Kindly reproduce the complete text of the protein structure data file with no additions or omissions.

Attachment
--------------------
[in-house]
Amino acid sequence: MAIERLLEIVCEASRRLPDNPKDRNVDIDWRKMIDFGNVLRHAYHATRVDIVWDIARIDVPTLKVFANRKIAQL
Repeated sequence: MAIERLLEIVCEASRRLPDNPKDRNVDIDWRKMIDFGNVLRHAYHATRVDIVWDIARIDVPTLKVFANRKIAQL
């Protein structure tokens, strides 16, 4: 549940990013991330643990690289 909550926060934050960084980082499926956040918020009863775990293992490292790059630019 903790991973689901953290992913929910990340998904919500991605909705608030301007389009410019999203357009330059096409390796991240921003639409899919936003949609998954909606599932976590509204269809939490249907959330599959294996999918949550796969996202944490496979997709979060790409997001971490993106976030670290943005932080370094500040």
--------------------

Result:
[in-house]
Amino acid sequence: MAIERLLEIVCEASRRLPDNPKDRNVDIDWRKMIDFGNVLRHAYHATRVDIVWDIARIDVPTLKVFANRKIAQL
Repeated sequence: MAIERLLEIVCEASRRLPDNPKDRNVDIDWRKMIDFGNVLRHAYHATRVDIVWDIARIDVPTLKVFANRKIAQL
């Protein structure tokens, strides 16, 4: 549940990013991330643990690289 909550926060934050960084980082499926956040918020009863775990293992490292790059630019 903790991973689901953290992913929910990340998904919500991605909705608030301007389009410019999203357009330059096409390796991240921003639409899919936003949609998954909606599932976590509204269809939490249907959330599959294996999918949550796969996202944490496979997709979060790409997001971490993106976030670290943005932080370094500040």